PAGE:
What reviews they've left about your products, brand or business
What advertisements they've engaged with
What sales or promotions have been the most successful
You can also review any data you have about your customers' hobbies, interests or goals from previous surveys. Analyzing your historical purchase data can help you understand your customers better, develop a stronger relationship with them and provide them with more value in the future.
Read more: What Is Customer Data?
3. Calculate time to next purchase
Next, use your historical purchase data to identify how much time typically passes between each customer's first and second purchase. This can help you establish a baseline for how frequently your repeat customers purchase new products from you. You can use this knowledge to determine when the best times to reach out to your customers are.
Then you can retarget them with advertisements, promotions or direct messages to increase the likelihood that they may make a purchase from you again. For example, if you realize that most of your repeat customers make a second purchase 30 days after shopping at your store, you might send new customers a text or email with a special discount code one month after they've made their first purchase with you to incentivize them and increase your customer stickiness.
4. Identify affinities
You can predict which items customers may want to purchase next based on their first purchase by identifying product affinities. Use your historical purchase data to determine what category or type of product your customers typically purchase first. Many customers purchase a product from the same category for their second purchase, but you can use your historical purchase data to analyze whether this is true for your repeat customers.
For example, a company that sells beauty products may group their products into several categories, including makeup, skincare, fragrances and wellness. By analyzing their historical purchase data, they may find that new customers who purchase makeup from them tend to make their second purchase from the makeup category. Similarly, customers who purchase wellness products from them tend to make their second purchase from the wellness category. Identifying these trends in your customers' purchase habits can help you determine what products your customers may enjoy in the future so that you can provide them with suggestions.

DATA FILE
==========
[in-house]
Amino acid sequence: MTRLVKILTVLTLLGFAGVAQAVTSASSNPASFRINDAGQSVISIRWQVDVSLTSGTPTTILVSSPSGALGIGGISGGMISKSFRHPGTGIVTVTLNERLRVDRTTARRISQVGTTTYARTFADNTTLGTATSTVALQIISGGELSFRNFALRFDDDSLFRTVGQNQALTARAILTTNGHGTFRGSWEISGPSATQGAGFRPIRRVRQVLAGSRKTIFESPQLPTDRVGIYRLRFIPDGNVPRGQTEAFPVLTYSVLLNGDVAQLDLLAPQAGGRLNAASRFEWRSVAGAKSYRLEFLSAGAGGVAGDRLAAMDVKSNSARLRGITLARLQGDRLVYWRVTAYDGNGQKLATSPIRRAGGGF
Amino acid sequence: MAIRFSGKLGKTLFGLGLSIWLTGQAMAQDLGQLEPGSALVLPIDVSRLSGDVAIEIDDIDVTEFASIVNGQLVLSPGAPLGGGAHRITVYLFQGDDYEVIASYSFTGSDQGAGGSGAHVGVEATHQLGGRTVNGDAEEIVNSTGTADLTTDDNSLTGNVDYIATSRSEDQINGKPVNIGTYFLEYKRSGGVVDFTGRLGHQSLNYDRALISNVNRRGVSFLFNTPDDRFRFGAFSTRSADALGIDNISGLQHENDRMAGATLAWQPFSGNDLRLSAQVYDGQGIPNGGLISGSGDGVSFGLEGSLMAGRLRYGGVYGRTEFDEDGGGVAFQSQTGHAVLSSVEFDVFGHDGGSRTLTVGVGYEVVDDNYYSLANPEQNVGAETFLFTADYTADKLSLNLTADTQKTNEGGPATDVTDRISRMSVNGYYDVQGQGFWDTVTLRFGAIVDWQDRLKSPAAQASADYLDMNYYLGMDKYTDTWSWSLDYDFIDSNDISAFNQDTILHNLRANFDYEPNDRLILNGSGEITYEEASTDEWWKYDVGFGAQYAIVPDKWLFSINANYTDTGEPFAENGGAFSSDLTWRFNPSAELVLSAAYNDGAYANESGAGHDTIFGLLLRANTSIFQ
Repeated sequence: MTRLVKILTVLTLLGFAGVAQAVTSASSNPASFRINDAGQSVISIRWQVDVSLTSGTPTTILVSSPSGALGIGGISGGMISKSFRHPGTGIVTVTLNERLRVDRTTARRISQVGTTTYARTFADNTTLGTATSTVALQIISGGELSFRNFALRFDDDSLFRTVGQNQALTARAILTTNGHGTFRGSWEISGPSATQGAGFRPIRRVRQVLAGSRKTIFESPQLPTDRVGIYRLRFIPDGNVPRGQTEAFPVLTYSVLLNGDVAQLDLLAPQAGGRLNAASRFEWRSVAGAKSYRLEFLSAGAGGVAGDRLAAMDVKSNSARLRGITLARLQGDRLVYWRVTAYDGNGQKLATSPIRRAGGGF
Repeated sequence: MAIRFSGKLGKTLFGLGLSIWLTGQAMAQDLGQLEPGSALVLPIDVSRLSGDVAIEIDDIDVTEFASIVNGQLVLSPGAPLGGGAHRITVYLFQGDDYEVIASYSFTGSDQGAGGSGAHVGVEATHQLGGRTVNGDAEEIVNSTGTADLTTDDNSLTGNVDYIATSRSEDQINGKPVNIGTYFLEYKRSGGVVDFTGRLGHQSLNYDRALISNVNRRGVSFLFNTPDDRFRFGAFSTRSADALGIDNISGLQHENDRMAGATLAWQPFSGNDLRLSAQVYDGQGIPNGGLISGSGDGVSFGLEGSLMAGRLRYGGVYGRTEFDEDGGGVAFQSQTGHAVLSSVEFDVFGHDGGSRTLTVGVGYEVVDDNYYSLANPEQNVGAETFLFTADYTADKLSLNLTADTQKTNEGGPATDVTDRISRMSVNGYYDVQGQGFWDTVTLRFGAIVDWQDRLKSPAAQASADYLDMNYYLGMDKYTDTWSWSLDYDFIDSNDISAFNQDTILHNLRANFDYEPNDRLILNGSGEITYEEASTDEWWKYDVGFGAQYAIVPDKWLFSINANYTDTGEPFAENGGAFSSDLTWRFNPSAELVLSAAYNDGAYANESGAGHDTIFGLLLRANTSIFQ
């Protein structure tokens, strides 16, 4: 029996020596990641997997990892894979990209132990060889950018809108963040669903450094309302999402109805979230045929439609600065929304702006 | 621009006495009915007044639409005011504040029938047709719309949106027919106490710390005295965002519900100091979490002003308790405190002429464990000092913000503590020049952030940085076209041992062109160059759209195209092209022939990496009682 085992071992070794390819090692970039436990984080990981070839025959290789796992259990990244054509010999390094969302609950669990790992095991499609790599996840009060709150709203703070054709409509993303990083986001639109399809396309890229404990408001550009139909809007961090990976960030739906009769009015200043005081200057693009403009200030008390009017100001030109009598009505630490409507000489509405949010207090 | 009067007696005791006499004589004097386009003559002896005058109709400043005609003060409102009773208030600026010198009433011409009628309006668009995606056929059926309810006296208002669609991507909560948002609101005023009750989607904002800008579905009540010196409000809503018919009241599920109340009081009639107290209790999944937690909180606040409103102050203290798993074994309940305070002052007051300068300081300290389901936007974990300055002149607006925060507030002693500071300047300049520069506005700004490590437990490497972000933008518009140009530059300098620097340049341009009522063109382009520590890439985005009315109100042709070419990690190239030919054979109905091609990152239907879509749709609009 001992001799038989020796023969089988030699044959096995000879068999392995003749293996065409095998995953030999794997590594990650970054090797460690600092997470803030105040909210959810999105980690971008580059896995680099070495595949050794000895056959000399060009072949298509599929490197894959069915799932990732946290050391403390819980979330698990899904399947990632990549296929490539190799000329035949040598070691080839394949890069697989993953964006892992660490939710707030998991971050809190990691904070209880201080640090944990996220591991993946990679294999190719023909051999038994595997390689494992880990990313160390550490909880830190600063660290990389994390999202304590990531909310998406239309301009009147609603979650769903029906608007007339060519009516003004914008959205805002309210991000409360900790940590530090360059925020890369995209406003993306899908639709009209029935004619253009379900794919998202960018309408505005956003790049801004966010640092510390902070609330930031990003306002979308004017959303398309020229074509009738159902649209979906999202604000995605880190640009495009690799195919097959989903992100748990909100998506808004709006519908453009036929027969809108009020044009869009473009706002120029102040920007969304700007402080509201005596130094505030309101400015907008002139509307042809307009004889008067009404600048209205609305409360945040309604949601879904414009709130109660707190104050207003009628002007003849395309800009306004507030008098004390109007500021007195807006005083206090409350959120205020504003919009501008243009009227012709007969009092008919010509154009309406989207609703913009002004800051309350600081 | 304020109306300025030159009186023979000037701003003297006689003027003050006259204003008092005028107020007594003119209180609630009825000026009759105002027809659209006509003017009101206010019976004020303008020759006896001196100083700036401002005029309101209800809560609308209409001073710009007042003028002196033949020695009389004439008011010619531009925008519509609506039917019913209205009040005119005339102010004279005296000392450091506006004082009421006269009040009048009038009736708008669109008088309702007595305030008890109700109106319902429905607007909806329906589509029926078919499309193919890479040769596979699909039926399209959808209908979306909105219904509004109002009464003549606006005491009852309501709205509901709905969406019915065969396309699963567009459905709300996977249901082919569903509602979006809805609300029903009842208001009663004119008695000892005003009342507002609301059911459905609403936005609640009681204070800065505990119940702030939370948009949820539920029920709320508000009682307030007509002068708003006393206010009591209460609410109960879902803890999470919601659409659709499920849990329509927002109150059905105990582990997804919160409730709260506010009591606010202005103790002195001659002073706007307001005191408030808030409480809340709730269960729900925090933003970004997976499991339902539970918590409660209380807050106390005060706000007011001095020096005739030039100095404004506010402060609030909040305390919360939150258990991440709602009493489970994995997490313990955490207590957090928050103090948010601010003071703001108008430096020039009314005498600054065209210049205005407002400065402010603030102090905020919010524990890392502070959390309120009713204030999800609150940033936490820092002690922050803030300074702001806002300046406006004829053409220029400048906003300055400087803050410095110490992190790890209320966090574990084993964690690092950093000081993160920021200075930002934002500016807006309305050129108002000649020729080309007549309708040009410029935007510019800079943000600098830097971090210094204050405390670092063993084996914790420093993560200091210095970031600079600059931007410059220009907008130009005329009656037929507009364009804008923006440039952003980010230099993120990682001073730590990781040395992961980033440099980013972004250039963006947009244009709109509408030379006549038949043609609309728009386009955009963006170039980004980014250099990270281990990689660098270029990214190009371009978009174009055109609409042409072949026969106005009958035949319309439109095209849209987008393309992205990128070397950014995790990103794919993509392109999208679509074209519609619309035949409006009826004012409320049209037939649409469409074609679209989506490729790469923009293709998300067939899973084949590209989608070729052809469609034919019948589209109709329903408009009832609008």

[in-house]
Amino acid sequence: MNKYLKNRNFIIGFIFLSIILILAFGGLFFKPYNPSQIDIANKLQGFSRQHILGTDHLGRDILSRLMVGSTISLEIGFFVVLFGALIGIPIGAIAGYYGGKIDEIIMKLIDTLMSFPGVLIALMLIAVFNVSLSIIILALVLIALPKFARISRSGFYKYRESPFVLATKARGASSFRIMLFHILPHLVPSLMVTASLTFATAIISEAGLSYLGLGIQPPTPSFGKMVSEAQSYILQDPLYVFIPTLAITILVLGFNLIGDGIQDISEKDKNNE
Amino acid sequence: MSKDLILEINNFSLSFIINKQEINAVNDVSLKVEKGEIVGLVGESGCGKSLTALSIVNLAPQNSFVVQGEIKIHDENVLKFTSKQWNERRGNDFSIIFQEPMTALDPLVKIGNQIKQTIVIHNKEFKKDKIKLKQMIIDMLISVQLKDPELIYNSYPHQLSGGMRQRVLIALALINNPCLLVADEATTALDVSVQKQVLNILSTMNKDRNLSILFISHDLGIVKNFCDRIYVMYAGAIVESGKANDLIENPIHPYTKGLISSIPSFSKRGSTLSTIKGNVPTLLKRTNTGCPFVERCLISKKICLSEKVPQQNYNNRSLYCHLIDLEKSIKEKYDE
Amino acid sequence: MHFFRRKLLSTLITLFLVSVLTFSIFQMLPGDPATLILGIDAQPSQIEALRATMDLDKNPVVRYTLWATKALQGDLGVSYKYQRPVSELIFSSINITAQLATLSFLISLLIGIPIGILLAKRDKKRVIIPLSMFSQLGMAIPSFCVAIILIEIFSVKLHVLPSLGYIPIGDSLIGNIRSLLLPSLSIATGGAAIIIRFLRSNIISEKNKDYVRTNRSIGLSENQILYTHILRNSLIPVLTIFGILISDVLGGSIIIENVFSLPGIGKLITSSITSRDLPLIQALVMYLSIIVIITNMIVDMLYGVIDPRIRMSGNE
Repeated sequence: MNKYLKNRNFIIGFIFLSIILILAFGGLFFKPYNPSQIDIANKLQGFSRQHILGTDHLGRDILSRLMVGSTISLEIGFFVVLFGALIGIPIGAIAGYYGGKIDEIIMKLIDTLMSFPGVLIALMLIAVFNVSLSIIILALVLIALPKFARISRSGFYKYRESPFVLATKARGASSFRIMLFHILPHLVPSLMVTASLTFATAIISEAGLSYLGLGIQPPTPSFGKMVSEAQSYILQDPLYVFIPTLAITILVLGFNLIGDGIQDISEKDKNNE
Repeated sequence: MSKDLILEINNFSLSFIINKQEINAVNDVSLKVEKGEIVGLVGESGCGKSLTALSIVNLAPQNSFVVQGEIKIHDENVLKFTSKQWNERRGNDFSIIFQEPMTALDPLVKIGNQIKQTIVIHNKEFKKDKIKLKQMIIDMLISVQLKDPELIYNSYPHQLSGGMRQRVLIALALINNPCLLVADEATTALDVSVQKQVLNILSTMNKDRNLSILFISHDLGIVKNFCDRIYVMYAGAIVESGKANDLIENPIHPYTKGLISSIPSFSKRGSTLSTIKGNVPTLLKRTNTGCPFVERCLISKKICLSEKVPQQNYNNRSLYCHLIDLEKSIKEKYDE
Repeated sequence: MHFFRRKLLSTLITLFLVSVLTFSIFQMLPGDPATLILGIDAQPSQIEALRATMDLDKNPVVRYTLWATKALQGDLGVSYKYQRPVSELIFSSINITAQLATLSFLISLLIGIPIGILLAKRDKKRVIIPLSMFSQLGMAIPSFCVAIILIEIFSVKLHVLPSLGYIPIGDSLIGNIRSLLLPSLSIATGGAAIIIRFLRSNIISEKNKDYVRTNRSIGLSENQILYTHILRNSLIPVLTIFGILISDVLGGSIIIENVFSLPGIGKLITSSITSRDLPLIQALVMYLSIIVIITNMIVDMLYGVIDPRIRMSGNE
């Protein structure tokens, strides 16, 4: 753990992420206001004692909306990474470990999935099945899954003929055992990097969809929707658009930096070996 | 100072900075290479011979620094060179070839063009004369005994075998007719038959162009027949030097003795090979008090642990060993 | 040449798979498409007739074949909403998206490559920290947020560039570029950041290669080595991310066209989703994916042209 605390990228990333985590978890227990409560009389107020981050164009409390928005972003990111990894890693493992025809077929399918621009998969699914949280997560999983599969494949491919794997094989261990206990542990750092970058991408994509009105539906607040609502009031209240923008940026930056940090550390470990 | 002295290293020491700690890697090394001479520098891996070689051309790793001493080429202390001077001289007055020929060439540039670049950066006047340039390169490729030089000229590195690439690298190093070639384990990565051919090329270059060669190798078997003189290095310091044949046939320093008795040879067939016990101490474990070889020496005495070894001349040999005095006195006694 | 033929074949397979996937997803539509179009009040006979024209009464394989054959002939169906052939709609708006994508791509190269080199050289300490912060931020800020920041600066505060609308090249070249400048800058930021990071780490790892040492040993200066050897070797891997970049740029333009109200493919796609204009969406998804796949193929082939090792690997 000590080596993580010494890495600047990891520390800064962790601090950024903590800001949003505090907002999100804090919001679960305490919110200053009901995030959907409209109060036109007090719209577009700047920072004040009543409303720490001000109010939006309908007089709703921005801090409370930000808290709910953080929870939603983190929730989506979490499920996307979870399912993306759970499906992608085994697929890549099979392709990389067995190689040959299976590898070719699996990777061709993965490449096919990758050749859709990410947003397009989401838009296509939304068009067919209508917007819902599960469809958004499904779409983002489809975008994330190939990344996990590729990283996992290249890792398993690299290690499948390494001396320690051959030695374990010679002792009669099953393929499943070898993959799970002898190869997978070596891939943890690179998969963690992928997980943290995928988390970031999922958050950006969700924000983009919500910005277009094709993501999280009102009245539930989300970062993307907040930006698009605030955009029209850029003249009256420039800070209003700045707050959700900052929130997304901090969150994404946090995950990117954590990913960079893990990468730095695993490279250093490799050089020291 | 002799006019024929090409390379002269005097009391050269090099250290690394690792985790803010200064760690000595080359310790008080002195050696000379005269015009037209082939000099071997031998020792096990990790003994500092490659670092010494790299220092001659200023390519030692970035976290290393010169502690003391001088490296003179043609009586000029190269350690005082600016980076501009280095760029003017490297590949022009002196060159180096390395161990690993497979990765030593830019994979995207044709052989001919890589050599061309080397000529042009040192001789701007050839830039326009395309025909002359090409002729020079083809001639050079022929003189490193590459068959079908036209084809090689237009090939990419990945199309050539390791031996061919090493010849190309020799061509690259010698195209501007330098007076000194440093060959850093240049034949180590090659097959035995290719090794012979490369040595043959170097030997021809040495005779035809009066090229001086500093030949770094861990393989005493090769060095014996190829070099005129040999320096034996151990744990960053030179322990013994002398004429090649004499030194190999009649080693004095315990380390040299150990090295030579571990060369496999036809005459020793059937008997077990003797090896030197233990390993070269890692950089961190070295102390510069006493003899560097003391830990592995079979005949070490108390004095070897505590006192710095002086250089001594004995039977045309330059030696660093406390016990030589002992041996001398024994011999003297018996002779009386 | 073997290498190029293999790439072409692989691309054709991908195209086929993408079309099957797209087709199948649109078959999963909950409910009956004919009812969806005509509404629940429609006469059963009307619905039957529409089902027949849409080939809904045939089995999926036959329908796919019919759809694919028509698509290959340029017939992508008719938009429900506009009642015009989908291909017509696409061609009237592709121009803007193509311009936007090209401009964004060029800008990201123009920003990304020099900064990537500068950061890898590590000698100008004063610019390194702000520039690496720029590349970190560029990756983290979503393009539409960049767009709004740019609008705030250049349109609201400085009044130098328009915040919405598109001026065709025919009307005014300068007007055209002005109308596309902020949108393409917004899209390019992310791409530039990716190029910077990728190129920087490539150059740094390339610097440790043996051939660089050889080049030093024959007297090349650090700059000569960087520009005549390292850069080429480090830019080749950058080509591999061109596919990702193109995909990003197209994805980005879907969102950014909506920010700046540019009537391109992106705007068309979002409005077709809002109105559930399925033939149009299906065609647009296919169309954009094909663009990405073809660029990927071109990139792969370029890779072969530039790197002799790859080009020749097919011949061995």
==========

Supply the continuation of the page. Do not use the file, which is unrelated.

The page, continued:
5. Create personalized content
Once you've identified your average customer's time to next purchase and product affinities, you can use that information to personalize your marketing content. For example, if a new customer purchased a pair of athletic shoes, you might send them an email a week later to show them other types of athletic shoes previous customers who purchased similar products enjoyed. Review the contact information you have on file for your customers. You can create personalized content by:
Recommending additional products to complete a purchase: Consider what additional products a customer might purchase to complete a look or a set. These items may be from the same category, collection or aesthetic.
Suggesting new product categories: Consider what items your customers may enjoy from a different category or collection. For example, if a customer purchased a specific style of living room furniture, you might recommend decor items from your kitchen line that incorporate similar color schemes, styles or materials.
Sending reminders to replenish products: If your business sells products that need to be replaced or upgraded regularly, consider sending your customers reminders via text or email. Analyze your historical purchase data to determine how often your customers repurchase the same products and use this data to send them timely messages, discount codes or promotions for products they may need to repurchase.
Read more: 14 Examples of Personalized Marketing
Tips for increasing customer stickiness
Here are some additional tips to help you increase customer stickiness:
Be responsive. Answer customer inquiries promptly and actively listen to their needs. Helping your customers overcome challenges and purchase their products quickly can help you improve their overall shopping experience.
Share your unique value proposition. Use clear and concise language to highlight what your unique value proposition is. This can help you differentiate your business from competitors.
Provide excellent customer service. Make sure your customers feel valued by maintaining a positive and grateful attitude when you communicate with them. Focus on making every interaction they have with your product, store or brand as effortless and valuable as possible.
Create a loyalty program. Offering a customer loyalty program motivates customers to purchase from your store more often, which can increase your lifetime value per customer. It can also help you build trust and engagement with your customers and develop personalized suggestions for them.